Who makes a good VP of Engineering?

There isn’t a single answer here. Companies are different, and each may need different things from their engineering leaders at different stages of growth. Some really enjoy the building aspect of the early days of a company, some others revel in organizational development, yet others in managing a complex technology portfolio.

A good candidate has a base set of characteristics: persistence, people management skills, technical acumen, and a backbone. These never change, no matter the stage of the company. These characteristics will let a VPE get through those top three priorities no matter what are the challenges: focus comes through persistence, people management skills and technical acumen contribute to leading and designing the engineering organization, and a backbone means that he can represent engineering to the company.

Depending on the stage or the situation within the company, there are other sets of skills that may be layered in. Some companies may need a VPE to be a recruiting machine to help build the team. Another company may need a VPE with extremely good product experiences. A company at the precipice of rapid growth may need somebody with experience scaling teams and with good organization design skills.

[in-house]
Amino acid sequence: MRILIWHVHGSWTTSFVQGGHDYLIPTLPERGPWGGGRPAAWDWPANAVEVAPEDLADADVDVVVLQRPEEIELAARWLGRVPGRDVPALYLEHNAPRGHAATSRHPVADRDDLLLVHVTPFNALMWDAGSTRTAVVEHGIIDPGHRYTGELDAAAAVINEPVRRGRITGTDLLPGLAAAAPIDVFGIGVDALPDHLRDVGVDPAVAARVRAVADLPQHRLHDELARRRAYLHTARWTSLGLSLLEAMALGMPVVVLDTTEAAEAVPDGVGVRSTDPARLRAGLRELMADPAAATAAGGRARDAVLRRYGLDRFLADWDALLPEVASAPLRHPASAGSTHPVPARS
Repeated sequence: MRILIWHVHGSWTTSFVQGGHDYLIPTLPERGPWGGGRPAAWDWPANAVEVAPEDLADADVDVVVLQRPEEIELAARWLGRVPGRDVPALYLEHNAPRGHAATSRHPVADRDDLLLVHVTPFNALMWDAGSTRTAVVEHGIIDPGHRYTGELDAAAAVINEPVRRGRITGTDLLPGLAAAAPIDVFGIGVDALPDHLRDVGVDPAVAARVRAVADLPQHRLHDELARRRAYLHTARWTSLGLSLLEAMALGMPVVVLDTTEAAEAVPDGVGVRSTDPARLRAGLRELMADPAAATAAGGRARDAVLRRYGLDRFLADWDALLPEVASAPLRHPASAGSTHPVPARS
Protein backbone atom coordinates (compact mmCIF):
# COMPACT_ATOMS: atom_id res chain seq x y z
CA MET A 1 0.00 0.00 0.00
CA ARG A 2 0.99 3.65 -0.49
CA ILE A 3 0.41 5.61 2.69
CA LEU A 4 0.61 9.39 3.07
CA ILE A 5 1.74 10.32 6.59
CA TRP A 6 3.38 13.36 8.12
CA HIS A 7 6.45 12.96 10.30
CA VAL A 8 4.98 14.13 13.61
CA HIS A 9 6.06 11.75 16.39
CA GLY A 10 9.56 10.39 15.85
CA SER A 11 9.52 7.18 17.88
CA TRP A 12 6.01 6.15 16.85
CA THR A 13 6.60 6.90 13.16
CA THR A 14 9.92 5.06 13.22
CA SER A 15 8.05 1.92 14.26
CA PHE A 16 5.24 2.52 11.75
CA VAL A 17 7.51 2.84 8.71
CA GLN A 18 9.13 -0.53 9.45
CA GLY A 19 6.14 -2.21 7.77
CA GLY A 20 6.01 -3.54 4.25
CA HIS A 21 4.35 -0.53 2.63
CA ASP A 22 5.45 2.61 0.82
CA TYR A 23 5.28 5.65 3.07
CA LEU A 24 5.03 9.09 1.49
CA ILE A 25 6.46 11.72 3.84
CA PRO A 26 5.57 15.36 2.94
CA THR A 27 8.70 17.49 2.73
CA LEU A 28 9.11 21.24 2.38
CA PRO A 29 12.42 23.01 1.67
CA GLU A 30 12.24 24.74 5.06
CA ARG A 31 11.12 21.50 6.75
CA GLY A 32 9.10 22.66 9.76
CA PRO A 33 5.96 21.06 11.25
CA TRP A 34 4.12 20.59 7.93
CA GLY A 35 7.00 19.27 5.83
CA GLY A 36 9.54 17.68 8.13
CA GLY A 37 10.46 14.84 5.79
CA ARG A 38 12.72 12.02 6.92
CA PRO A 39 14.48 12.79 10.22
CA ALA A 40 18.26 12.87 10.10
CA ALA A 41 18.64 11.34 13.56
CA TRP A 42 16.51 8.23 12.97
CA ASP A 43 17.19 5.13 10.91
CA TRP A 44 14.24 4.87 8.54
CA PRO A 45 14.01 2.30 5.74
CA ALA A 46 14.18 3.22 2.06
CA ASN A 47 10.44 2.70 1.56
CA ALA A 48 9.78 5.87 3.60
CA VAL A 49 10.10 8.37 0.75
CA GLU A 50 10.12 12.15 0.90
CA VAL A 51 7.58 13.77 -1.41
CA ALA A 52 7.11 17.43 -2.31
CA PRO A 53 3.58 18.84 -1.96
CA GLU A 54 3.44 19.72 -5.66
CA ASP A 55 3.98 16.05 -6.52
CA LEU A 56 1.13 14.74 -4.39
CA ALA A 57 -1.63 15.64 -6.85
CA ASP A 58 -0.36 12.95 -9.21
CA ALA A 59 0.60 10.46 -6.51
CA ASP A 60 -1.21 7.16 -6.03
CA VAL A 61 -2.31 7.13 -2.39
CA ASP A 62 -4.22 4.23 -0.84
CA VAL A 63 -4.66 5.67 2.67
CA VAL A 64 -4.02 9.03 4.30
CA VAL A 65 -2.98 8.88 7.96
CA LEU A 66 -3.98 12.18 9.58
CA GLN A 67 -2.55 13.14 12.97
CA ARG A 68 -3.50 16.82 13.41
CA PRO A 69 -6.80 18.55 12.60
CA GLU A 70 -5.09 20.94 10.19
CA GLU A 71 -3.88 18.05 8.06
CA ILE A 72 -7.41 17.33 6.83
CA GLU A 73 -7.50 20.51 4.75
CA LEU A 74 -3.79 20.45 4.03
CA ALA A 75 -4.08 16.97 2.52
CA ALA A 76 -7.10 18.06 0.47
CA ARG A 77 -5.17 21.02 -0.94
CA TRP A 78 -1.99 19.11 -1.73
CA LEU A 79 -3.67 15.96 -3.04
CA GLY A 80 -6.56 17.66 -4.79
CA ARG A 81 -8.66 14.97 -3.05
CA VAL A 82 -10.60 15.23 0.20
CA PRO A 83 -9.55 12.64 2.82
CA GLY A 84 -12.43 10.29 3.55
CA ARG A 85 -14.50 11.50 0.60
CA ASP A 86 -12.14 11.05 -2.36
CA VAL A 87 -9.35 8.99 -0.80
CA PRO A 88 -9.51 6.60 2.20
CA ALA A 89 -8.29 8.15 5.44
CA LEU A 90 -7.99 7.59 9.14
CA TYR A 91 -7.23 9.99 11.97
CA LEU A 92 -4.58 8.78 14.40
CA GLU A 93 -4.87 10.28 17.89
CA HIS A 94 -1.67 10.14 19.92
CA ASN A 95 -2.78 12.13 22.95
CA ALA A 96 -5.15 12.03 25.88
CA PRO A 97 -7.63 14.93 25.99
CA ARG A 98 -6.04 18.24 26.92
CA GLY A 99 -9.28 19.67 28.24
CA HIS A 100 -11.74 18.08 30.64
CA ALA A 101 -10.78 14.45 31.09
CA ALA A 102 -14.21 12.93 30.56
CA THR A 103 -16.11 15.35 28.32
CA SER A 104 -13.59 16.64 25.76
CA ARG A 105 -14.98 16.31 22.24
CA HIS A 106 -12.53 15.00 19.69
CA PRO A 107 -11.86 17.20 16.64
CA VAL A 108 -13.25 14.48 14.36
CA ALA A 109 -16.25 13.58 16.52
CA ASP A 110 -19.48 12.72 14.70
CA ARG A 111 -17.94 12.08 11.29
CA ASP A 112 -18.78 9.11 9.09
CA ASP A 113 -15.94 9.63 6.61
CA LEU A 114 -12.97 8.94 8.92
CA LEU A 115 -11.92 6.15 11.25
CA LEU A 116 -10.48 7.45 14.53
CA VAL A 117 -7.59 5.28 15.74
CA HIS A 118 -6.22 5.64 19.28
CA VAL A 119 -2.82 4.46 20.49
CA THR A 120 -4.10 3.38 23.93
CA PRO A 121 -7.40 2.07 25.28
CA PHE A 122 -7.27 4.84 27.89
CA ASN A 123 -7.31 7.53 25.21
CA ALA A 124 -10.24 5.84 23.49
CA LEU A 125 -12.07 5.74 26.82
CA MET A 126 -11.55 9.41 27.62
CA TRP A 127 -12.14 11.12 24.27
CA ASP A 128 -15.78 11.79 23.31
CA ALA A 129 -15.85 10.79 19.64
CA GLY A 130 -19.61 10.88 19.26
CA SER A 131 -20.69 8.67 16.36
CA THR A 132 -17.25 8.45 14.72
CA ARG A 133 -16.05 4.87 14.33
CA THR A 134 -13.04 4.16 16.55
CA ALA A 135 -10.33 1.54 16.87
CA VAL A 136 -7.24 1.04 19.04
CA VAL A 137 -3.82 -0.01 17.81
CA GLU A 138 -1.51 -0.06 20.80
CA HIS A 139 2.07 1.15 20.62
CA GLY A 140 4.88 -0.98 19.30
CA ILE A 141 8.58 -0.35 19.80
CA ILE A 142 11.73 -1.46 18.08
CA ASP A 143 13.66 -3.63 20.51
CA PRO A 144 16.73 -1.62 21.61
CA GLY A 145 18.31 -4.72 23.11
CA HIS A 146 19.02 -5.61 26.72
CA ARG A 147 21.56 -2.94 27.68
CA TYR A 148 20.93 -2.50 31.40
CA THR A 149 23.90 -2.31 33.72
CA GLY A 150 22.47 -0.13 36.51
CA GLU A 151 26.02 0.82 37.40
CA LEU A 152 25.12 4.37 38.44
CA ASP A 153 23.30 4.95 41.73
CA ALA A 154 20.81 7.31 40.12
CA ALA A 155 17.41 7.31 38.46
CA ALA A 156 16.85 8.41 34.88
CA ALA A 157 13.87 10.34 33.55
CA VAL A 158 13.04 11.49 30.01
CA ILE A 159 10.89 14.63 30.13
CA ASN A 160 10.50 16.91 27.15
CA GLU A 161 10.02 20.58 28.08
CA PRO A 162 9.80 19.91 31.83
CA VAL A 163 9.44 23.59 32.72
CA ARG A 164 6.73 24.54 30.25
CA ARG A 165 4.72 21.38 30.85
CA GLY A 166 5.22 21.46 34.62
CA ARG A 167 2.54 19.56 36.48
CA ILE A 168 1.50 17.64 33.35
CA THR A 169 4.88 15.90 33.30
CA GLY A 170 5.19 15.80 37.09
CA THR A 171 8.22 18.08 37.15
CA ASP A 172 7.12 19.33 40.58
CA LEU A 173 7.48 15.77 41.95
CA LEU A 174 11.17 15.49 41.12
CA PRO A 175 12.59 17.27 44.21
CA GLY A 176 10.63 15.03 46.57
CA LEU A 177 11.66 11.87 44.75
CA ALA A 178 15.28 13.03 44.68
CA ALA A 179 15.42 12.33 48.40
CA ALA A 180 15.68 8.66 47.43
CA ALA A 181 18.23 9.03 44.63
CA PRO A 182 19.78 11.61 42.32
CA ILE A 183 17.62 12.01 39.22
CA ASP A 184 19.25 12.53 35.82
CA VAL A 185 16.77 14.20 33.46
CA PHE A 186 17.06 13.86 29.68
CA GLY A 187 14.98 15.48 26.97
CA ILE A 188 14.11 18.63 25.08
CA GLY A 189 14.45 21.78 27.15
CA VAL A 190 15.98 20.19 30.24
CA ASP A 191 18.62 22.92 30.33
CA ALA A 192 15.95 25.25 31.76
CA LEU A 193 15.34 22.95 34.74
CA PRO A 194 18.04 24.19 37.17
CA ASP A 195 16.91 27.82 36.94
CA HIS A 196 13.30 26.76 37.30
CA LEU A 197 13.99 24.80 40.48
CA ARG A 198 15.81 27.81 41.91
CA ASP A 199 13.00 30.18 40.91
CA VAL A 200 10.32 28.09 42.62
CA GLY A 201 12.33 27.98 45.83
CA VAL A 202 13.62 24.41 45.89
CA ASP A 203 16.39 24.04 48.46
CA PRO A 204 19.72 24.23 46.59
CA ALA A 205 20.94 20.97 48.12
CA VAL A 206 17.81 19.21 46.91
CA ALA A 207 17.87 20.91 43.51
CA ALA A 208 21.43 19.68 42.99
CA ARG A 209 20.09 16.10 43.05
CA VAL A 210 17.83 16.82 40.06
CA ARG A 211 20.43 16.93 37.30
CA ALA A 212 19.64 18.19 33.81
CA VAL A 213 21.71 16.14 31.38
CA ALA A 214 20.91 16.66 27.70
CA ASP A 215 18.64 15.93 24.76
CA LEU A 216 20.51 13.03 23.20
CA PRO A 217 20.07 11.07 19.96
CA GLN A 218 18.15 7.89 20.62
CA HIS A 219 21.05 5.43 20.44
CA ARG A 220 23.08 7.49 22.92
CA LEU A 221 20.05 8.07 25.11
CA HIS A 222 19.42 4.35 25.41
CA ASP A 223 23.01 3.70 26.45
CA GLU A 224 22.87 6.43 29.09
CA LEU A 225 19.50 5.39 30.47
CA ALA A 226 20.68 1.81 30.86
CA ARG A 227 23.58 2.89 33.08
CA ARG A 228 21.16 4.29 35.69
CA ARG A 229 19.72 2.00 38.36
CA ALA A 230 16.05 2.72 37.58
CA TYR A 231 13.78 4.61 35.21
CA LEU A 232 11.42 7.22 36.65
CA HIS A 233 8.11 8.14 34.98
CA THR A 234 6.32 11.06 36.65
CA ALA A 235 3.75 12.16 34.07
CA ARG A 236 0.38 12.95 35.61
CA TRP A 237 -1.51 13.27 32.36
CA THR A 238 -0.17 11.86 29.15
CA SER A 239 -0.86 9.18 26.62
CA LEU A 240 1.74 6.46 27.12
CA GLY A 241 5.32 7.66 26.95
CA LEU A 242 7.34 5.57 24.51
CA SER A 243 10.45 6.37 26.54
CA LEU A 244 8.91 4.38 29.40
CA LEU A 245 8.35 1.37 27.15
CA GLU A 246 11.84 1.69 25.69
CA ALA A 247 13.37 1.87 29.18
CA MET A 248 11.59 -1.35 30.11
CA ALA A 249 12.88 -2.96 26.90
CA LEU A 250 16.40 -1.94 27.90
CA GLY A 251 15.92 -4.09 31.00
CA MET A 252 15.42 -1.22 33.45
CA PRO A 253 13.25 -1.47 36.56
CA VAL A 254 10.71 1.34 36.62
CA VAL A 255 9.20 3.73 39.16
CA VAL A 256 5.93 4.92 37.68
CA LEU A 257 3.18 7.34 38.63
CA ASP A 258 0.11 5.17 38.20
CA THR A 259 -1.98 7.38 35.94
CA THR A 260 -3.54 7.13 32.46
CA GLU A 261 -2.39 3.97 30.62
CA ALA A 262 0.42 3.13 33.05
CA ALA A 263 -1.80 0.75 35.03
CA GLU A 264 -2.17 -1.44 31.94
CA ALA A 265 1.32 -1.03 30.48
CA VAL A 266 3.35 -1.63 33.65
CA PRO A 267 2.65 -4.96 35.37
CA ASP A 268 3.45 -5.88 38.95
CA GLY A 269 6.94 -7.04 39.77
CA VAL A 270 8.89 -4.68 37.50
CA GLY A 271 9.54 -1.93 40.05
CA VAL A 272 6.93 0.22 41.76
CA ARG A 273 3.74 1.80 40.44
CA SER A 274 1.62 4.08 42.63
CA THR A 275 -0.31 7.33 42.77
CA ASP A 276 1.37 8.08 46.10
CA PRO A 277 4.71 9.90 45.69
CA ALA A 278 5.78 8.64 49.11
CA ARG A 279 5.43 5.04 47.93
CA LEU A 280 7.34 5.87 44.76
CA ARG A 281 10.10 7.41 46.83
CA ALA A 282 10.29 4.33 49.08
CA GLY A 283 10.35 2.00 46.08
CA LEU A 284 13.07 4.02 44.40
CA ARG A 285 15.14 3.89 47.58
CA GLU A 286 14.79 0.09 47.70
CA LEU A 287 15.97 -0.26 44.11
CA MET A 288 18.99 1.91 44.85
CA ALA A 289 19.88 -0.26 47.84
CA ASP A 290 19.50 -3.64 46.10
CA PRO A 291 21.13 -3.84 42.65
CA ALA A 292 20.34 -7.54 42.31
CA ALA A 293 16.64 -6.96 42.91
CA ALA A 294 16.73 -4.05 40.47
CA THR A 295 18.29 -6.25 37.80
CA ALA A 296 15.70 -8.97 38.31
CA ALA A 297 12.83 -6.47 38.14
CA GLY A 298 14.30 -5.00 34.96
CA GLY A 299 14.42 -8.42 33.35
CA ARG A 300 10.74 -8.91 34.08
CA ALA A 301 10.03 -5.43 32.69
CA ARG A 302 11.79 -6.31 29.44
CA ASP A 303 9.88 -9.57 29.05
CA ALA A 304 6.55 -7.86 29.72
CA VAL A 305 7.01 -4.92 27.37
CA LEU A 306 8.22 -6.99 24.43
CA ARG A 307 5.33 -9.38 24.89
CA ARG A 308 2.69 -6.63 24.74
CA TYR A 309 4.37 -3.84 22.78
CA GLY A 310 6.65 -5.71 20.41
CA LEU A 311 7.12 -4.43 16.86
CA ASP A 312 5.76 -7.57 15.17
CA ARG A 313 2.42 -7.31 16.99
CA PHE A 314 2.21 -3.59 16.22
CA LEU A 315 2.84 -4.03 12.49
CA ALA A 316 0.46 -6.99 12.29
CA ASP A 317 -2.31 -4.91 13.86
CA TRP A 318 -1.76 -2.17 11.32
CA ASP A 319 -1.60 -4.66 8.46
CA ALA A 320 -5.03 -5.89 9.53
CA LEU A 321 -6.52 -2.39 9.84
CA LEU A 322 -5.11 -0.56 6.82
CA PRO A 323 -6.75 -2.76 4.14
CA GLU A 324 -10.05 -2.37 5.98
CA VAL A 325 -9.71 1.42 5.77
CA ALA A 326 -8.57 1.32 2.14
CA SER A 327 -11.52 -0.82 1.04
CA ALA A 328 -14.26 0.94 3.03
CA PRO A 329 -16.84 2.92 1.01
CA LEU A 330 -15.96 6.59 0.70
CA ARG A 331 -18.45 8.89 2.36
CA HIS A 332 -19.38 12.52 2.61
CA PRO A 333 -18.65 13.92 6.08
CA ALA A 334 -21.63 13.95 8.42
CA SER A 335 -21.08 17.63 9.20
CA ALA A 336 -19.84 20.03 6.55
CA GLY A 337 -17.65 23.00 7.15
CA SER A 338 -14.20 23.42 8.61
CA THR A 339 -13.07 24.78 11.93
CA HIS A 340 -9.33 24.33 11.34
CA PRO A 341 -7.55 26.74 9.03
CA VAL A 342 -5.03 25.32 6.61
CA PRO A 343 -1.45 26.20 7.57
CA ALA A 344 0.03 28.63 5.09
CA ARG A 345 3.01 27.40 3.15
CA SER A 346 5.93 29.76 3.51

In the end, the company needs someone who can help engineering execute. Who you need depends on where your challenges are, what roadblocks need to be removed, and what advantages need to be extended. An ideal candidate, given sufficient context, should be able to articulate at least an initial approach to improving execution, and a plan for measuring progress. And ultimately be willing, even eager, to be held accountable for that progress.

Don’t forget about style, though. If the trains run on time, but are dirty, smelly, or poorly maintained, or if the conductors hate their jobs — then none of the above may matter. The VPE may look like he is a success for a while, but, it may eventually turn to failure.

What should you look for? You should look for a VPE who can inspire engineers to get the trains to run on time.

Thanks to Mike Krieger (Co-Founder Instagram), Peter Morelli (VPE Lyft), Ron Pragides (SVP Engineering BigCommerce), Glen Sanford (engineer extraordinaire), and Joe Xavier (VPE Mixpanel) who all contributed to this post. We miss working with each of you.